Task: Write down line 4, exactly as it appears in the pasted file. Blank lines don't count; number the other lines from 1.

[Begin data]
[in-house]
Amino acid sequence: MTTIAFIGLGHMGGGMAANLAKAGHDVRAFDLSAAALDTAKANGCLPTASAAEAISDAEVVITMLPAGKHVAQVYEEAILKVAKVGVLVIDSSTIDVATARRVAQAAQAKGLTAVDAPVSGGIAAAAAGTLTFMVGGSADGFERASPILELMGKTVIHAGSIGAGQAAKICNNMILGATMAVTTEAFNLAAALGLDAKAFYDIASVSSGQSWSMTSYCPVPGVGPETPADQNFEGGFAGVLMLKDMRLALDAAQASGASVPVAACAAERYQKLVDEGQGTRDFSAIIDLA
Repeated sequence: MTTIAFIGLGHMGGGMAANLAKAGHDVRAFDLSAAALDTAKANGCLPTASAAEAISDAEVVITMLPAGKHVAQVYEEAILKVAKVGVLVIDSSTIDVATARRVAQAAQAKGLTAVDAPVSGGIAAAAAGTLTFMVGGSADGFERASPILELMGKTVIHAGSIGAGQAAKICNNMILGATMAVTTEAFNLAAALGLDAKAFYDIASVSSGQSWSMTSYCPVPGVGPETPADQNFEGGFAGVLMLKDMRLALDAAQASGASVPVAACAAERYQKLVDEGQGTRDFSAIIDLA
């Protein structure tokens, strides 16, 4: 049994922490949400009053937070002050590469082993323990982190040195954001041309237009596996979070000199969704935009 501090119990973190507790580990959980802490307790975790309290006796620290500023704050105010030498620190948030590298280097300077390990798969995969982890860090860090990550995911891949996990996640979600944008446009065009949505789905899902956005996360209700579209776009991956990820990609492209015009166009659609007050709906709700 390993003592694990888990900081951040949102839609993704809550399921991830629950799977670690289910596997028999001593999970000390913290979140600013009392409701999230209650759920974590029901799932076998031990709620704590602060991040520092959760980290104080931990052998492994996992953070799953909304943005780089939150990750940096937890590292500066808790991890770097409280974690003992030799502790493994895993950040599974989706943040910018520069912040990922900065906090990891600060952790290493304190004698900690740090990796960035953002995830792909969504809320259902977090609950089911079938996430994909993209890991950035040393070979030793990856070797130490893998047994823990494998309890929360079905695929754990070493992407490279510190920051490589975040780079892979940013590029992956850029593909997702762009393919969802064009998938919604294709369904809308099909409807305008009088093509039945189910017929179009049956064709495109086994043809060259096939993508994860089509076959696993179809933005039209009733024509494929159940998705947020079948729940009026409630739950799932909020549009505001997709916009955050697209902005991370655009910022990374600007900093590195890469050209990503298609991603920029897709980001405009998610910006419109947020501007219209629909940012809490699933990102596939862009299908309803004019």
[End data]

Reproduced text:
């Protein structure tokens, strides 16, 4: 049994922490949400009053937070002050590469082993323990982190040195954001041309237009596996979070000199969704935009 501090119990973190507790580990959980802490307790975790309290006796620290500023704050105010030498620190948030590298280097300077390990798969995969982890860090860090990550995911891949996990996640979600944008446009065009949505789905899902956005996360209700579209776009991956990820990609492209015009166009659609007050709906709700 390993003592694990888990900081951040949102839609993704809550399921991830629950799977670690289910596997028999001593999970000390913290979140600013009392409701999230209650759920974590029901799932076998031990709620704590602060991040520092959760980290104080931990052998492994996992953070799953909304943005780089939150990750940096937890590292500066808790991890770097409280974690003992030799502790493994895993950040599974989706943040910018520069912040990922900065906090990891600060952790290493304190004698900690740090990796960035953002995830792909969504809320259902977090609950089911079938996430994909993209890991950035040393070979030793990856070797130490893998047994823990494998309890929360079905695929754990070493992407490279510190920051490589975040780079892979940013590029992956850029593909997702762009393919969802064009998938919604294709369904809308099909409807305008009088093509039945189910017929179009049956064709495109086994043809060259096939993508994860089509076959696993179809933005039209009733024509494929159940998705947020079948729940009026409630739950799932909020549009505001997709916009955050697209902005991370655009910022990374600007900093590195890469050209990503298609991603920029897709980001405009998610910006419109947020501007219209629909940012809490699933990102596939862009299908309803004019």